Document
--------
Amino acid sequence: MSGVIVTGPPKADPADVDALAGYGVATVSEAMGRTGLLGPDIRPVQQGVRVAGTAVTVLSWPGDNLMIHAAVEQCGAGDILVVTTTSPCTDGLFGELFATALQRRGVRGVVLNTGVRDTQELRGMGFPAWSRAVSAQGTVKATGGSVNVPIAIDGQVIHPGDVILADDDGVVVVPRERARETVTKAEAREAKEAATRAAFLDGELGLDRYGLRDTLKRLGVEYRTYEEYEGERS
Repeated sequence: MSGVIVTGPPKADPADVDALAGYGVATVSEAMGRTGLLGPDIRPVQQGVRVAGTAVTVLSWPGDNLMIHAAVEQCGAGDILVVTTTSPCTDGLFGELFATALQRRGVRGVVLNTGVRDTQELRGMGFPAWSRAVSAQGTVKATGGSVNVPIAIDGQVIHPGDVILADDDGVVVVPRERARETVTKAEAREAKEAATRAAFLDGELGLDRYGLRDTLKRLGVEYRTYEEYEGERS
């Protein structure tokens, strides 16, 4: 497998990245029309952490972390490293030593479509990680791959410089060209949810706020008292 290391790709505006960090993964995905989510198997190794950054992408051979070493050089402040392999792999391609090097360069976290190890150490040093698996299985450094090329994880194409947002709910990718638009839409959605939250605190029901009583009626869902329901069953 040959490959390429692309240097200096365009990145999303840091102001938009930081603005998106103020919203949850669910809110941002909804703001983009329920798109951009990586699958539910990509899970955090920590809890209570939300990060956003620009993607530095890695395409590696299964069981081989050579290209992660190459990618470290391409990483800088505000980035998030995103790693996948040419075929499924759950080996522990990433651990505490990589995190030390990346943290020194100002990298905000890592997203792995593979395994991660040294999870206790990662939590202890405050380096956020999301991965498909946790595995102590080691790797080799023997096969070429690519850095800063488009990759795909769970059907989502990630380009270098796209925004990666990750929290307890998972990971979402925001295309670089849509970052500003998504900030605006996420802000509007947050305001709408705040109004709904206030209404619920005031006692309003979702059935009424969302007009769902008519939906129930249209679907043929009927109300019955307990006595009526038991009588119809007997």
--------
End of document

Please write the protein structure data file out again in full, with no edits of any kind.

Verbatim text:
Amino acid sequence: MSGVIVTGPPKADPADVDALAGYGVATVSEAMGRTGLLGPDIRPVQQGVRVAGTAVTVLSWPGDNLMIHAAVEQCGAGDILVVTTTSPCTDGLFGELFATALQRRGVRGVVLNTGVRDTQELRGMGFPAWSRAVSAQGTVKATGGSVNVPIAIDGQVIHPGDVILADDDGVVVVPRERARETVTKAEAREAKEAATRAAFLDGELGLDRYGLRDTLKRLGVEYRTYEEYEGERS
Repeated sequence: MSGVIVTGPPKADPADVDALAGYGVATVSEAMGRTGLLGPDIRPVQQGVRVAGTAVTVLSWPGDNLMIHAAVEQCGAGDILVVTTTSPCTDGLFGELFATALQRRGVRGVVLNTGVRDTQELRGMGFPAWSRAVSAQGTVKATGGSVNVPIAIDGQVIHPGDVILADDDGVVVVPRERARETVTKAEAREAKEAATRAAFLDGELGLDRYGLRDTLKRLGVEYRTYEEYEGERS
């Protein structure tokens, strides 16, 4: 497998990245029309952490972390490293030593479509990680791959410089060209949810706020008292 290391790709505006960090993964995905989510198997190794950054992408051979070493050089402040392999792999391609090097360069976290190890150490040093698996299985450094090329994880194409947002709910990718638009839409959605939250605190029901009583009626869902329901069953 040959490959390429692309240097200096365009990145999303840091102001938009930081603005998106103020919203949850669910809110941002909804703001983009329920798109951009990586699958539910990509899970955090920590809890209570939300990060956003620009993607530095890695395409590696299964069981081989050579290209992660190459990618470290391409990483800088505000980035998030995103790693996948040419075929499924759950080996522990990433651990505490990589995190030390990346943290020194100002990298905000890592997203792995593979395994991660040294999870206790990662939590202890405050380096956020999301991965498909946790595995102590080691790797080799023997096969070429690519850095800063488009990759795909769970059907989502990630380009270098796209925004990666990750929290307890998972990971979402925001295309670089849509970052500003998504900030605006996420802000509007947050305001709408705040109004709904206030209404619920005031006692309003979702059935009424969302007009769902008519939906129930249209679907043929009927109300019955307990006595009526038991009588119809007997």